Some automakers are using brake-by-wire systems in their latest vehicles. Jason Fenske at Engineering Explained has the details on how these systems work.
Brake-by-wire systems insert electronics into the mechanism. In a car with brake-by-wire, pressing the brake pedal sends a signal to a brake control unit that then actuates the brakes. Computers determine, based on pedal position and pressure, how much braking the driver wants. An electric pump then pushes hydraulic fluid through brake lines, much like conventional braking systems.
It may not sound like a good idea to cut the direct connection between the pedal and brakes, but these systems have redundancies. For example, Audi's system includes a path for pedal pressure to act directly on the brakes as a backup.
2019 Audi e-tron prototype drive, Pikes Peak
This technology has a few advantages. Because the pedal isn't directly connected to the braking system, pedal feel is artificially generated. That means engineers have complete control over how pedal feel is tuned, Fenske noted.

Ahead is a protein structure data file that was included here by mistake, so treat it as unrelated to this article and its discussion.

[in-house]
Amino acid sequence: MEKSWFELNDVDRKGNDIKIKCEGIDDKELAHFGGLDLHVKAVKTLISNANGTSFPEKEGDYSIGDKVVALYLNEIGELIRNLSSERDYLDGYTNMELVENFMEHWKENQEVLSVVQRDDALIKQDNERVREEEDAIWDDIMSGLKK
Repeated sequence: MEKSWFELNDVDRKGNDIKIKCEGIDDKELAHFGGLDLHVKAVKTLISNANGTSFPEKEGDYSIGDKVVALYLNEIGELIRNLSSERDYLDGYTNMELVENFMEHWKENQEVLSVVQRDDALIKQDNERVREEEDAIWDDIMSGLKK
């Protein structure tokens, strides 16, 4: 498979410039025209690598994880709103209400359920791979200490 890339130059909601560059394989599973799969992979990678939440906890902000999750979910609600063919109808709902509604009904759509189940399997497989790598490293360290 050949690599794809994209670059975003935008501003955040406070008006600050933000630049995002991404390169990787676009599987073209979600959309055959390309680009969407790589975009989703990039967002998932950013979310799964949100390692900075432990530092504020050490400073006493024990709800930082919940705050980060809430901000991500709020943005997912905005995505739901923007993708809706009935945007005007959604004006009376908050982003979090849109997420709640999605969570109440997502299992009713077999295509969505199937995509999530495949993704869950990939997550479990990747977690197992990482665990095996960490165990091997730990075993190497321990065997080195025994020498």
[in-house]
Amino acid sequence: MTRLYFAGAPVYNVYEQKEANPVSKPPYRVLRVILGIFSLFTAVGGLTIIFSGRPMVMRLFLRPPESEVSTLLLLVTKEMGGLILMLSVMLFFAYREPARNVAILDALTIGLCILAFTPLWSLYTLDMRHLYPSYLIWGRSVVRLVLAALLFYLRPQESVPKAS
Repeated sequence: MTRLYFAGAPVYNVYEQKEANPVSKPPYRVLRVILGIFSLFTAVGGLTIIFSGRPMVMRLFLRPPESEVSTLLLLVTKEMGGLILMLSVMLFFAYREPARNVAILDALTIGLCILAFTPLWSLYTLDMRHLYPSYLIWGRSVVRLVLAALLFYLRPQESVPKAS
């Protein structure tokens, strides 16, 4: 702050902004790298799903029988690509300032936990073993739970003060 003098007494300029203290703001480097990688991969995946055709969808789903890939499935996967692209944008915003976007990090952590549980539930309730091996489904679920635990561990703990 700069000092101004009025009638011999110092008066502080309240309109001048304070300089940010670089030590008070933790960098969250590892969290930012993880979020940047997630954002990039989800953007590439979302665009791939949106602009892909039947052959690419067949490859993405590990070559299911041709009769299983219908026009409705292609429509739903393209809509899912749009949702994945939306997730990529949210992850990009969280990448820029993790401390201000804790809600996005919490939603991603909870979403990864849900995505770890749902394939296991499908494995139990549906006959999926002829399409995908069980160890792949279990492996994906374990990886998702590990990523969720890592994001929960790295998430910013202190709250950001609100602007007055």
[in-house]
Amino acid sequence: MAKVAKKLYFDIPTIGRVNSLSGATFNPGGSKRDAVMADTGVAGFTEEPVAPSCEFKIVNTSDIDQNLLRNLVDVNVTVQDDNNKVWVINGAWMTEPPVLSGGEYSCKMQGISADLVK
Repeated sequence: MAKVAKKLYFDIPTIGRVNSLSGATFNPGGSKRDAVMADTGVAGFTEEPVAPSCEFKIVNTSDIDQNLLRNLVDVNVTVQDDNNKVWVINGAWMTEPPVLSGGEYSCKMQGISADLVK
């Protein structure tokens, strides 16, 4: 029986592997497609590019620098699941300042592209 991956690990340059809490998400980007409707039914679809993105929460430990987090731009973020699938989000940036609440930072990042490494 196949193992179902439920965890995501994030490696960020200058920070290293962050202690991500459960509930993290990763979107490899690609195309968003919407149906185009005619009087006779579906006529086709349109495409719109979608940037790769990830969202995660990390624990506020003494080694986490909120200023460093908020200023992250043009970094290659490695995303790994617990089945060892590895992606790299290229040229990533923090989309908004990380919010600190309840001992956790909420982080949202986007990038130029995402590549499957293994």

In hybrids and electric cars (like the Audi E-Tron Sportback Fenske used in this video), which use both regenerative braking and friction braking, brake-by-wire offers more flexibility in how the two braking methods are deployed. In all cars, brake-by-wire also gives the car more control, aiding the effectiveness of driver-assist systems, Fenske said.
By-wire controls also offer designers more flexibility when combined with battery-electric or hydrogen fuel-cell powertrains. They could allow future cars to be designed by simply placing new bodies atop a common "skateboard" chassis. That idea was first proposed by General Motors in the early 2000s with its Autonomy and Hy-Wire concepts, and is now being put into practical use by startup Canoo, which designed a complete chassis that can be driven without a body.